There’s no tablet in this size range that’s as beautifully constructed, works as flawlessly, or has such an incredible software selection. Would I prefer a higher-res display? Certainly. Would I trade it for the app selection or hardware design? For the consistency and smoothness of its software, or reliability of its battery? Absolutely not. And as someone who’s been living with (and loving) Google’s Nexus 7 tablet for a few months, I don’t say that lightly.
I was really surprised with how much I used the iPad mini in my daily routine — more than the 10-inch iPad. There are a couple of things you have to remember with the iPad mini. First, it isn’t just a smaller iPad, but rather it feels like its own device.
The second thing is that what seems like a little bit of extra screen real estate on the iPad mini makes a huge difference. Everything just works on the mini — all of your old apps, iCloud, everything. It works.
If the Mini had a retina display, I’d switch from the iPad 3 in a heartbeat. As it stands, I’m going to switch anyway. Going non-retina is a particularly bitter pill for me, but I like the iPad Mini’s size and weight so much that I’m going to swallow it.
This isn’t just an Apple tablet made to a budget. This isn’t just a shrunken-down iPad. This is, in many ways, Apple’s best tablet yet, an incredibly thin, remarkably light, obviously well-constructed device that offers phenomenal battery life. No, the performance doesn’t match Apple’s latest and yes, that display is a little lacking in resolution, but nothing else here will leave you wanting. At $329, this has a lot to offer over even Apple’s more expensive tablets.
If your budget’s got more wiggle room, the iPad Mini is the best compact-sized tablet on the market. Apple didn’t build yet another bargain-basement special; it squeezed all of the big iPad’s industrial-design panache, software polish and third-party apps, and most of its technology, into a smaller thinner, lighter, lower-priced model. The result may be a product in a category of one — but I have a hunch it’s going to be an awfully popular category.
Apple has done a good job of making the case that the iPad mini is not just another 7-inch tablet — in fact, it’s not a 7-inch tablet at all. It’s a 7.9-inch tablet — a subtle, but important difference. As a result, it can utilize every iOS app already in existence. And it can access the entire iTunes ecosystem. And it will be sold in Apple Stores.
Apple isn’t looking at this as $329 versus $199. They’re looking at this as an impossibly small iPad 2 sold at the most affordable price for an iPad yet.
In the end, it’s about an overall package, an experience which Apple is offering. Not the fastest tablet, nor the cheapest, nor the one that prioritizes the most pixel-dense display, but the one with the lion’s share of tablet applications, the integration with the iOS/iTunes ecosystem, the familiarity of usability and, yes, the brand cachet. That’s a compelling metric by which to judge a new product, and it’s a set of abilities that single the iPad mini out in the marketplace. If the iPad with Retina display is the flagship of Apple’s tablet range, then the iPad mini is the everyman model, and it’s one that will deservedly sell very well.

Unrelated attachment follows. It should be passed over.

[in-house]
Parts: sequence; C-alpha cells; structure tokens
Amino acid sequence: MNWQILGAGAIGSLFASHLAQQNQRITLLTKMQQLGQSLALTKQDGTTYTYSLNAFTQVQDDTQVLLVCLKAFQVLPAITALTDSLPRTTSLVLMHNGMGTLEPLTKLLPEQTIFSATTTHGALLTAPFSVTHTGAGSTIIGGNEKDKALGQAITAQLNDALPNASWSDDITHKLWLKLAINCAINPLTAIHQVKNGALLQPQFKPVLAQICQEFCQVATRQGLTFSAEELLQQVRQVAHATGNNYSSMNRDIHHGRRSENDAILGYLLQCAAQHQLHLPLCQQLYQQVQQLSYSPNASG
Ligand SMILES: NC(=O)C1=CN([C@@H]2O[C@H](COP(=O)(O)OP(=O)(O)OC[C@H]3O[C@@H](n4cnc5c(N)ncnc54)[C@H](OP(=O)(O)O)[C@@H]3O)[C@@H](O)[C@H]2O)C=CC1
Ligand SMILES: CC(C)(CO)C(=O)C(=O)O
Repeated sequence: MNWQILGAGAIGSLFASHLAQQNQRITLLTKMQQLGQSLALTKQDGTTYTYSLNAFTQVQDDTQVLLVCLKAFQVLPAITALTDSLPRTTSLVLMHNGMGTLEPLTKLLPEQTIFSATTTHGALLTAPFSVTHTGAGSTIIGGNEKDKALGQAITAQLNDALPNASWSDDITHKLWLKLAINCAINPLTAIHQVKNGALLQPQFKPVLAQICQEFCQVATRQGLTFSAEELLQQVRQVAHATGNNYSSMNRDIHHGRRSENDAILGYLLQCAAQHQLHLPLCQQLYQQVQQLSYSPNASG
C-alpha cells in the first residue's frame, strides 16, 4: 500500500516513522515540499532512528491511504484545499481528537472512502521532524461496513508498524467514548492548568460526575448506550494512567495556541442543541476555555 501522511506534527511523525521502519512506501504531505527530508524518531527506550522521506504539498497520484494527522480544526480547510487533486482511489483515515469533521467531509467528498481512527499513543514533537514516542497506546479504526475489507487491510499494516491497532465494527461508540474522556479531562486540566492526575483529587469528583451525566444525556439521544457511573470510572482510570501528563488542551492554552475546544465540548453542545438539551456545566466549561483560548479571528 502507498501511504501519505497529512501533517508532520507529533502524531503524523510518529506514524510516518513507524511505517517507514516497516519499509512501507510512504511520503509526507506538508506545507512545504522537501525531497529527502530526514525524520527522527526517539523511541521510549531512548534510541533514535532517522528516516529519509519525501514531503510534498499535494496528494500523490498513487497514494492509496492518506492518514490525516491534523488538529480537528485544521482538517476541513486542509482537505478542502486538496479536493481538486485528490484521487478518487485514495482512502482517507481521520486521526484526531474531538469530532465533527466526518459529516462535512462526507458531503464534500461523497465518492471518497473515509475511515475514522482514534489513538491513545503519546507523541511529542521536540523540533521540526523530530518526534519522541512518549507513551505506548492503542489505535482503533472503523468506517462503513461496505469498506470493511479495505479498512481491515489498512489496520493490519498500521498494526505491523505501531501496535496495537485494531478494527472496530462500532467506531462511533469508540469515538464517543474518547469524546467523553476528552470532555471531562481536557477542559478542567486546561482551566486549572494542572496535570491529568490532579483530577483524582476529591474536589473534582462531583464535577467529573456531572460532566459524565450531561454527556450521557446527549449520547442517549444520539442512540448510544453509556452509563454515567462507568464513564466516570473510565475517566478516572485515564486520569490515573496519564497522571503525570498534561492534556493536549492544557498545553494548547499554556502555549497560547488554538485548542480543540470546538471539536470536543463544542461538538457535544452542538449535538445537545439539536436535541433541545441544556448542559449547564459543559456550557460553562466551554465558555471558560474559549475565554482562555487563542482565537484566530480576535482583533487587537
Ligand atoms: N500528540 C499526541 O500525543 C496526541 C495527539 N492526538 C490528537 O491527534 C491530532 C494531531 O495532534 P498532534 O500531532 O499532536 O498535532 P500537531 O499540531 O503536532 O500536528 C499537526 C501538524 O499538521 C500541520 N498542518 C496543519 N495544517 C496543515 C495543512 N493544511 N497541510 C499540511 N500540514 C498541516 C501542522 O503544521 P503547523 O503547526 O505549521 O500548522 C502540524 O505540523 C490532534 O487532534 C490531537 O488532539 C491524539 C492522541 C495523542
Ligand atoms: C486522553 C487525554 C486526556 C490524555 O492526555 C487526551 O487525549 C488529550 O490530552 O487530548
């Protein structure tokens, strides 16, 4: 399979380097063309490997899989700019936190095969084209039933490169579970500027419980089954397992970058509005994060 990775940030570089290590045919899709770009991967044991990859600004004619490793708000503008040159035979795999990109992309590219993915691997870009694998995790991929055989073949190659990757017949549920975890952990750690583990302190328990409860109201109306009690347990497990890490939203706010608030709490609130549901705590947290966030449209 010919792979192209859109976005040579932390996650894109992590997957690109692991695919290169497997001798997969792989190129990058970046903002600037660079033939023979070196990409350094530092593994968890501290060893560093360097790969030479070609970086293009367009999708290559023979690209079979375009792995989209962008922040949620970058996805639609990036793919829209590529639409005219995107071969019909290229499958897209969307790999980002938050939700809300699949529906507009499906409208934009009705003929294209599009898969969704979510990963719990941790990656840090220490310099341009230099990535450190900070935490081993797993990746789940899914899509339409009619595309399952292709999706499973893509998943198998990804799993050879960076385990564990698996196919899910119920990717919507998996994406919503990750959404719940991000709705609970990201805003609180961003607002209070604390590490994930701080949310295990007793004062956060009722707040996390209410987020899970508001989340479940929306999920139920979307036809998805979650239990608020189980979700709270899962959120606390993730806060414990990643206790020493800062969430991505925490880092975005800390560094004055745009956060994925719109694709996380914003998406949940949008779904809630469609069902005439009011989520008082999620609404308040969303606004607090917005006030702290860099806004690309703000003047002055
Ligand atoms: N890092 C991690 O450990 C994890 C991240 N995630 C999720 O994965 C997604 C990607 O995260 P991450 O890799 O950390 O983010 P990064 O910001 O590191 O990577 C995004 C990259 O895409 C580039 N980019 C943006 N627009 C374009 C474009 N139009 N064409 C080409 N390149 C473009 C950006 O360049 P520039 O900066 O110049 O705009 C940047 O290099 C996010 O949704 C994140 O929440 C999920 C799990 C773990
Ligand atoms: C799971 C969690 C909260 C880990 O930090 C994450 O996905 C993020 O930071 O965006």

I’m not sure who the iPad Mini is for. The budget-minded, perhaps, or kids, or those who want a second iPad. Businesses that want a more portable onsite iPad. People who want to mount an iPad in their vehicles. Actually, I guess I know exactly who the iPad Mini is for. With iOS having such reach, this is another use case, another form. It’s as simple as that. The iPad Mini probably isn’t for everyone, and that’s exactly the point. Like the iPod and Nano, it’s another style for another crowd. I will say this: when you see it, you’ll desire it. Just remind yourself you may not need it.
Apple is going to sell a lot of these – quite possibly more than the “large” iPad – in this quarter. The only way Apple could improve on this product would be (as some people are already agitating) to give it a retina screen and somehow make it lighter. That might happen at some point. You can wait if you like; other people, in the meantime, will be buying this one.
After a few days I started to prefer the mini to my larger iPad despite its lack of a Retina screen. It even made my larger iPad look old fashioned. Awkwardly large. The mini is fast, impressively light — weighing in at just over 10 ounces — and easy to keep with me at all times. The only thing I don’t enjoy as much with the mini is watching videos. It seems the crystal-clear Retina display in the newer (and larger) iPads has spoiled me.
Even though the mini is thinner and lighter than the leading 7-inch tablets, its larger screen provides about 35 percent more room for viewing content like books and Web pages. I found it easy to see and read material on the screen and to tap and swipe. My only complaint was that the keyboard, in portrait mode, felt a bit cramped, though it was fine in landscape mode. (I found that, unlike with the big iPad, it was more common for me to hold the Mini in portrait mode.)
[Compared to its 7-inch competition] the iPad Mini is a far classier, more attractive, thinner machine. It has two cameras instead of one. Its fit and finish are far more refined. And above all, it offers that colossal app catalog, which Android tablet owners can only dream about.
Over all, the Mini gives you all the iPad goodness in a more manageable size, and it’s awesome. You could argue that the iPad Mini is what the iPad always wanted to be.
I can tell you the iPad mini is the best small tablet you can buy. The question you’ll have to answer for yourself is whether it’s [$130] better.